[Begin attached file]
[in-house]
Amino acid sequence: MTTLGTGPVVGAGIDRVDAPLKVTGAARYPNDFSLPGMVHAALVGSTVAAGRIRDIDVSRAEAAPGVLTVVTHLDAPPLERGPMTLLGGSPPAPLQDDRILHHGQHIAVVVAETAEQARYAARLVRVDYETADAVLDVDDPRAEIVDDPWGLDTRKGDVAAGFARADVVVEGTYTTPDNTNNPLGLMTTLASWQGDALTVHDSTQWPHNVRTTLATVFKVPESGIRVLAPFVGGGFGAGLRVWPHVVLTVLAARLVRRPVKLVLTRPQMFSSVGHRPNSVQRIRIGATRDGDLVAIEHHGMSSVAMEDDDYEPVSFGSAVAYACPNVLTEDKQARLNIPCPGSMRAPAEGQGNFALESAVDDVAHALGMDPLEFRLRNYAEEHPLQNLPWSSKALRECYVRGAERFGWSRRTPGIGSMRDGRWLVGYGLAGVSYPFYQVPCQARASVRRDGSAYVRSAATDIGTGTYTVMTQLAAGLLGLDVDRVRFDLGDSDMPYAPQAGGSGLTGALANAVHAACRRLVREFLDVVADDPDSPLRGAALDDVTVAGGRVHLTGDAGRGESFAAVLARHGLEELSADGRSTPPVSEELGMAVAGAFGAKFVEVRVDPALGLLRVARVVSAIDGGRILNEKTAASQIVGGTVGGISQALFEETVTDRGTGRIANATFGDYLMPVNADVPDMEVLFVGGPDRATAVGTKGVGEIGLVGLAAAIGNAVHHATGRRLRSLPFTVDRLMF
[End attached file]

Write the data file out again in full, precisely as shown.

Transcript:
[in-house]
Amino acid sequence: MTTLGTGPVVGAGIDRVDAPLKVTGAARYPNDFSLPGMVHAALVGSTVAAGRIRDIDVSRAEAAPGVLTVVTHLDAPPLERGPMTLLGGSPPAPLQDDRILHHGQHIAVVVAETAEQARYAARLVRVDYETADAVLDVDDPRAEIVDDPWGLDTRKGDVAAGFARADVVVEGTYTTPDNTNNPLGLMTTLASWQGDALTVHDSTQWPHNVRTTLATVFKVPESGIRVLAPFVGGGFGAGLRVWPHVVLTVLAARLVRRPVKLVLTRPQMFSSVGHRPNSVQRIRIGATRDGDLVAIEHHGMSSVAMEDDDYEPVSFGSAVAYACPNVLTEDKQARLNIPCPGSMRAPAEGQGNFALESAVDDVAHALGMDPLEFRLRNYAEEHPLQNLPWSSKALRECYVRGAERFGWSRRTPGIGSMRDGRWLVGYGLAGVSYPFYQVPCQARASVRRDGSAYVRSAATDIGTGTYTVMTQLAAGLLGLDVDRVRFDLGDSDMPYAPQAGGSGLTGALANAVHAACRRLVREFLDVVADDPDSPLRGAALDDVTVAGGRVHLTGDAGRGESFAAVLARHGLEELSADGRSTPPVSEELGMAVAGAFGAKFVEVRVDPALGLLRVARVVSAIDGGRILNEKTAASQIVGGTVGGISQALFEETVTDRGTGRIANATFGDYLMPVNADVPDMEVLFVGGPDRATAVGTKGVGEIGLVGLAAAIGNAVHHATGRRLRSLPFTVDRLMF